• Standard Bank of SA Ltd v Sewpersadh 2005 (4) SA 148 (C) para 14:  “It is clear from the above that the Legislature used the word ‘must’ and did not use ‘may’. The furnishing of copies of the application to the Commissioner for Inland Revenue, the employees and trade unions was therefore made peremptory (obligatory) and not permissive. (See Berman v Cape Society of Accountants 1928 (2) PH M47 (C).) The word ‘must’ was also used by the Legislature in defining the obligation of the petitioner as far as proof of service is concerned.”
  • Hannover Reinsurance Group Africa (Pty) Ltd v Gungudoo 2012 (1) SA 125 (GSJ) para 14: “In terms of the provisions of s 9(4A)(b), applicants’ attorneys were obliged to file an affidavit either before or during the hearing of the application wherein the steps taken by the applicants in compliance with the provisions of s 9(4A) are set out.” In this matter the Court was seized with an application for sequestration and section 9(4A) of the Insolvency Act 24 of 1936 now contains provisions virtually identical to those in section 346(4A) of the Companies Act.
  • Corporate Money Managers (Pty) Ltd v Panamo Properties 49 (Pty) Ltd 2013 (1) SA 522 (GNP) para 10: “Proof of such furnishing by means of an affidavit is … peremptory.”
  • Sphandile Trading Enterprise (Pty) Ltd v Hwibidu Security Services CC 2014 (3) SA 231 (GJ) para 14: “It is clear that compliance with s 346(4A)(a)(iii) is peremptory in the sense that a copy of the application must be furnished to SARS. The same applies to proof of service on SARS by means of an affidavit (s 346(4A)(b).”
  • Pilot Freight (Pty) Ltd v Von Landsberg Trading (Pty) Ltd 2015 (2) SA 550 (GJ) para 36: “What is clear from s 346(4A)(b) is that whoever furnishes the application, on any of the parties referred to in the section, must depose to an affidavit which sets out the manner in which s 346(4A)(a) was complied with.”
  • Cassim N.O v Ramagale Holdings (Pty) Ltd and others [2020] JOL 47600 (GJ) para 19: “Section 346 (4A) (b) must be complied with in respect of SARS and the employees. Affidavits by the Sheriff and the person who furnished a copy to the SARS should suffice.”

The affidavit must be by the person who furnished the copy. An affidavit by a person who merely refers to a Sheriff’s return of service is not sufficient.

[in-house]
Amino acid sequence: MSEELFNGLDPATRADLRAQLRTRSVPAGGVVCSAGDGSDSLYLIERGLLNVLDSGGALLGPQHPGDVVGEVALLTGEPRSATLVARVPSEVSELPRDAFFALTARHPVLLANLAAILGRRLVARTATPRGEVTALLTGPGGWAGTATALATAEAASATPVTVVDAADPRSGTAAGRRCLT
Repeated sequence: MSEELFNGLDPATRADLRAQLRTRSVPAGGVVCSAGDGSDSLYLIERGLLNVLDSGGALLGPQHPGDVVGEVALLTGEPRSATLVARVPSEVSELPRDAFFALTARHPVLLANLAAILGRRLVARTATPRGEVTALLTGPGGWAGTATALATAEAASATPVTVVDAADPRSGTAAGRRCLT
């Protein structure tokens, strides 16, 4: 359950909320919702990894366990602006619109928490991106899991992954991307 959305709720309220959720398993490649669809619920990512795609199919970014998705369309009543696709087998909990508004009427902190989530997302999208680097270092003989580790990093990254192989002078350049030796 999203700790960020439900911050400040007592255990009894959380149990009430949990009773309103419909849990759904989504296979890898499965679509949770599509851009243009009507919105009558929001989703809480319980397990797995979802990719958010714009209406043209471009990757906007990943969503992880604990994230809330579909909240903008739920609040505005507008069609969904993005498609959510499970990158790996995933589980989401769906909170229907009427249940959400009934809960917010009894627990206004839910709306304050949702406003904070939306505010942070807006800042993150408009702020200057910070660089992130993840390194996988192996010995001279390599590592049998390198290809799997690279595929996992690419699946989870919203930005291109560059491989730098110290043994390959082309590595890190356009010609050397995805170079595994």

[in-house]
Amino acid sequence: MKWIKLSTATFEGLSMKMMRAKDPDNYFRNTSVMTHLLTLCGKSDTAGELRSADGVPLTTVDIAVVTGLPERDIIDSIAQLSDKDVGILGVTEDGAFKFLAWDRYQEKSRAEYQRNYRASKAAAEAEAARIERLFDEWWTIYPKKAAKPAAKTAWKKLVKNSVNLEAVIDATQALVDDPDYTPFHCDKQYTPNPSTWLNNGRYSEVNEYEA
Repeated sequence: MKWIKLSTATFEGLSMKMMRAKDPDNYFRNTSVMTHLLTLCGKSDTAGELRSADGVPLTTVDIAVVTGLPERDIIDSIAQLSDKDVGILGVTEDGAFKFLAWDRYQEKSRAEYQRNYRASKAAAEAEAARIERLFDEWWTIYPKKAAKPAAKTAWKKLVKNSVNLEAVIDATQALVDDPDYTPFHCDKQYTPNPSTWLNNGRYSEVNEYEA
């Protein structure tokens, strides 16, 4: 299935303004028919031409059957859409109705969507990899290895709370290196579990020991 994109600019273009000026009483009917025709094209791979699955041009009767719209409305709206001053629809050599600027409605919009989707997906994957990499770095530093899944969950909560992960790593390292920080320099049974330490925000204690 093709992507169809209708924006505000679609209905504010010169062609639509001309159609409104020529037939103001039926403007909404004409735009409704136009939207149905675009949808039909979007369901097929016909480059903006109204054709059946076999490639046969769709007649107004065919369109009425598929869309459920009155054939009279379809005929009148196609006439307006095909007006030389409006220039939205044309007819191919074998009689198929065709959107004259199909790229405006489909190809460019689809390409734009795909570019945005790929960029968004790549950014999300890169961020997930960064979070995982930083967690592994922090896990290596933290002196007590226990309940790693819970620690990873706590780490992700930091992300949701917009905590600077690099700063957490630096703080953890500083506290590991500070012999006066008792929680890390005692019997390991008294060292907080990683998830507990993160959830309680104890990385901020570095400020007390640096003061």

The applicant need not show that the employees actually saw and read a copy affixed to a notice board or gate. When a company has ceased trading it may very well be that employees are no longer in attendance at the company premises.

An applicant will be well advised to also use alternative methods such as bulk sms’s (as often used in labour disputes, or when a business rescue practitioner seeks to convey information to employees and creditors). This will be advisable especially when it is doubtful whether employees will actually be at the respondent company’s place of business or registered address, perhaps because the company has closed its doors.

In very urgent applications it may very well be impossible by reasons of extreme urgency to give notice to all or some employees. In such a case the circumstances must be deal with in the service affidavit, and the service affidavit must explain what was done to ensure compliance as far as it was possible to comply, and what alternatives could be  considered. There must always be an attempt at compliance, and the steps taken must be set out in the service affidavit.

Employees may or may not be represented by a trade union. A service affidavit or the main founding affidavit should deal with this aspect so that the Judge hearing the matter will know whether there is a union that must be served.

Section 346A

A copy of a provisional or a final winding up order must be served on –

  • every trade union;
  • the employees of the company by affixing a copy of the application to any notice board to which the employees have access inside the respondent company’s premises, or if there is no access to the premises by the employees, by affixing a copy to the front gate, where applicable, failing which to the front door of the premises from which the respondent company conducted any business at the time of the presentation of the application;
  • the South African Revenue Service; and
  • the respondent company, unless the application was made by the company itself.

Conclusion:

A well-presented and properly-indexed application always has a better chance of finding favour with a Judge. A Judge sitting in a busy Court wants to that a proper case is made out insofar as the Court is expected to exercise a discretion, and that all formal requirements have been met. Making the Judge’s job easier is an important function of attorney and counsel.

J Moorcroft

Referral advocate

[email protected]

Tel 011 895 9000/ 082 900 67 63